Celebrating East African Writing!
Everyone has their story. Everyone has issues. You have to face your fears. ~ Lisa Bonet
In 1971, very nearly everyone lived in a rural setting here in Kenya. Sure, a few people worked, and some children schooled in urban areas, but even the closest settlements near the main business centres were in rural areas. Just a mention – Kikuyu, Thika, Ngong settlements less than 25 kilometres from Nairobi CBD were farmland areas in 1990 but are as we speak booming towns growing at incredible rates. One demographics index states that in 2010 Kenya had an urbanisation percentage of 22%. It might seem like a small figure until you realise that that percentage represents more than 9 million people.
9 million people; 9 million stories. 9 million stories about life, work, relationships, challenges, successes, human nature; love, hate, jealousy, friendship, corruption, justice… set against the backdrop of an urban landscape.
That would explain why people crave urban fiction, and on the darker side street lit. The truth is, many city dwellers, the ones who love to read just for pleasure, when given the option of stories set in 1900 rural Kenya and 21st century urban New York, they would go for 21st Century NY.
Ah, the uproar. We want our stories. Sure, we do. A while ago, the argument would have been that Kenyan writers just don’t have the umph that excites the followers of urban lit. It would probably have been true. But it isn’t absolutely true right now. There are writers who have risen to the challenge, who have captured the true Kenyan culture against the backdrop of technological advances and cultural evolution. I’ll give you a few examples for your pleasure in just a bit.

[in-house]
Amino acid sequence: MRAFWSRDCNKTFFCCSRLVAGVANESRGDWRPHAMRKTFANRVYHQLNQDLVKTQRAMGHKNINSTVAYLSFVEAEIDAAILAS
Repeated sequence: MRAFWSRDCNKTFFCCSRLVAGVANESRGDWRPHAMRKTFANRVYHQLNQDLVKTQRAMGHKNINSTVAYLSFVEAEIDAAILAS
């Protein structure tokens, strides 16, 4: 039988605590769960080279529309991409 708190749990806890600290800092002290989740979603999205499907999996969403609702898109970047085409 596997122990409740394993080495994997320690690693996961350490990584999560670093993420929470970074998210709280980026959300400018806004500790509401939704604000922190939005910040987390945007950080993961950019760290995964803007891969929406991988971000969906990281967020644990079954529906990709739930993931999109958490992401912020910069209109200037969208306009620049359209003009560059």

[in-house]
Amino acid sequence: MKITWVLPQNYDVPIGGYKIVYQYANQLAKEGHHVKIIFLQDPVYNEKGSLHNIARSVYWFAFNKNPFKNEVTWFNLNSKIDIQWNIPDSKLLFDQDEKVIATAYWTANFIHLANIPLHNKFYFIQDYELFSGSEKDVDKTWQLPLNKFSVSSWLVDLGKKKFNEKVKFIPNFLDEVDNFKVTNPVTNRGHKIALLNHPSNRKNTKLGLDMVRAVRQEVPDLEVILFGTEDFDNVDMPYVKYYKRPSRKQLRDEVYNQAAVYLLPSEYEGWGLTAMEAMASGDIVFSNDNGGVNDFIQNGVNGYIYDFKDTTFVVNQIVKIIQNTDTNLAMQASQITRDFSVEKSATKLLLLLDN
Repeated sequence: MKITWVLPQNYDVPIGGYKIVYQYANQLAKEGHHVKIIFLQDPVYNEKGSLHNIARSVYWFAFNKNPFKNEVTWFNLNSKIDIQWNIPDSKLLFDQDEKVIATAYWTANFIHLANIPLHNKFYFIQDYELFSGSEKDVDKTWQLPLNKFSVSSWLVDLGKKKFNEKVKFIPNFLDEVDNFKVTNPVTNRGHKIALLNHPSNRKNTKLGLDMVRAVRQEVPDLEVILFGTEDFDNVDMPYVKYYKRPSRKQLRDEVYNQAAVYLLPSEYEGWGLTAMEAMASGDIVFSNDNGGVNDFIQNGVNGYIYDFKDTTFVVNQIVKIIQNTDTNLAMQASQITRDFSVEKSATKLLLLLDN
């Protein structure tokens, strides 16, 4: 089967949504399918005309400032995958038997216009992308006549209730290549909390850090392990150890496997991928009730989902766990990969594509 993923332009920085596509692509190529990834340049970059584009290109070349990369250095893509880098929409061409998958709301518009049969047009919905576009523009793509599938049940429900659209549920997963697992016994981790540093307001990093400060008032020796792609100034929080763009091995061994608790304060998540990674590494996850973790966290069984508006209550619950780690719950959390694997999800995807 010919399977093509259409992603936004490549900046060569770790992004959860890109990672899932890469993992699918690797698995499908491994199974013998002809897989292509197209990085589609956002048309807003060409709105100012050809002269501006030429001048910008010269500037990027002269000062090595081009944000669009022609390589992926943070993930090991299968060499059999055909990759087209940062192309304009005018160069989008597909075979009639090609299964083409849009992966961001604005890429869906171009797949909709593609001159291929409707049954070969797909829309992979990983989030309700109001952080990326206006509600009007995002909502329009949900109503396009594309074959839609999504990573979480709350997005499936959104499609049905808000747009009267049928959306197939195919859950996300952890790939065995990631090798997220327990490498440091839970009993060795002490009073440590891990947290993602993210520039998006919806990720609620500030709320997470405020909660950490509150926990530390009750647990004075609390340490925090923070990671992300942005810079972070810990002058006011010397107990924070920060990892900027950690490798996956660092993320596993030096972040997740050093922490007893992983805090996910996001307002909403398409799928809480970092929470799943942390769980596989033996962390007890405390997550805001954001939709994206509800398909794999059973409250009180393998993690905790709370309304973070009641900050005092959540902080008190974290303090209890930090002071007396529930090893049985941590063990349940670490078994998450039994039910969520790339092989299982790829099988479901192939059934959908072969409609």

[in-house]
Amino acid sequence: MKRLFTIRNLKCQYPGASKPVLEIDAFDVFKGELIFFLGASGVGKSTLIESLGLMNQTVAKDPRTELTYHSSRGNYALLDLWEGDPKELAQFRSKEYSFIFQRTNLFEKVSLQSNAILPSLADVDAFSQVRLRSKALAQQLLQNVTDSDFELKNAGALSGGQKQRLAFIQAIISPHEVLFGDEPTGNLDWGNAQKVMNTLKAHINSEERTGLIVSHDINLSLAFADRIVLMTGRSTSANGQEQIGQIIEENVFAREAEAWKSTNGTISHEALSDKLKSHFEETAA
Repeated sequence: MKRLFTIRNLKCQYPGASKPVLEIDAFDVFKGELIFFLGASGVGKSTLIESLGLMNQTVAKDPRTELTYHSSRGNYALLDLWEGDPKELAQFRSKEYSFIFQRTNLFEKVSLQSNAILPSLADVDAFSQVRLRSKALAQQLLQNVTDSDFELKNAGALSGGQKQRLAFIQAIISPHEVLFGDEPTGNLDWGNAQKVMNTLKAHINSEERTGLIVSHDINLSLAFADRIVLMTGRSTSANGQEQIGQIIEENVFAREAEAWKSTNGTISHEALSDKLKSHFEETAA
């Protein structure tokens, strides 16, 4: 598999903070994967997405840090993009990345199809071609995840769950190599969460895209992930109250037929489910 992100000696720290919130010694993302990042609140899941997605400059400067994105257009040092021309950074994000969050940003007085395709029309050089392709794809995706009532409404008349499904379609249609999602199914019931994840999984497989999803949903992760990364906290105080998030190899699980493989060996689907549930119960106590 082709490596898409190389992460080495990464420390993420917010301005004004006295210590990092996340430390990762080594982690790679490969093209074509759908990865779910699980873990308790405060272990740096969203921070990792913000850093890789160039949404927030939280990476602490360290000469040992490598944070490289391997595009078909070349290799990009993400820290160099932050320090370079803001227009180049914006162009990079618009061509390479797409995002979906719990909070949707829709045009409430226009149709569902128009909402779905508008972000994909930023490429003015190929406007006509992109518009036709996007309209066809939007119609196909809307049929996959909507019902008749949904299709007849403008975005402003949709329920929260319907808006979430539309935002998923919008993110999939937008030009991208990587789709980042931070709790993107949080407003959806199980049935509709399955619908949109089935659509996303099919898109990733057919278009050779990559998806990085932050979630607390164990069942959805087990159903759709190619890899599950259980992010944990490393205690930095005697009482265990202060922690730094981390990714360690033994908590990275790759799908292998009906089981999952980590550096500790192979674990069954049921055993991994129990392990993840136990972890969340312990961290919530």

But it is also true that there is a bit of a lag in the translation from creation to availability. Now there is a lot that can be done, by publishers as well as authors, and perhaps you have some thoughts on this, so please feel free to comment below.
In the meantime, allow me to share with you three pieces of urban fiction. Now note some of these pieces are a lot longer than the 1600 word limit, but that is because the authors agreed to let us use their works as exemplars here. Feel free to read and comment. Then send in your own urban fiction story not less than 1200 words not more than 1600 words by Friday 25th November 2011 to email@example.com
So here goes for Urban Fiction:
Before we go:
That said, next week is Fabulous-on-the-blog-week that time when we celebrate great writing posted on blogs by Kenyans everywhere. You can nominate a post or blog, just drop me a line at firstname.lastname@example.org
In the meantime, have a wonderful week and happy reading!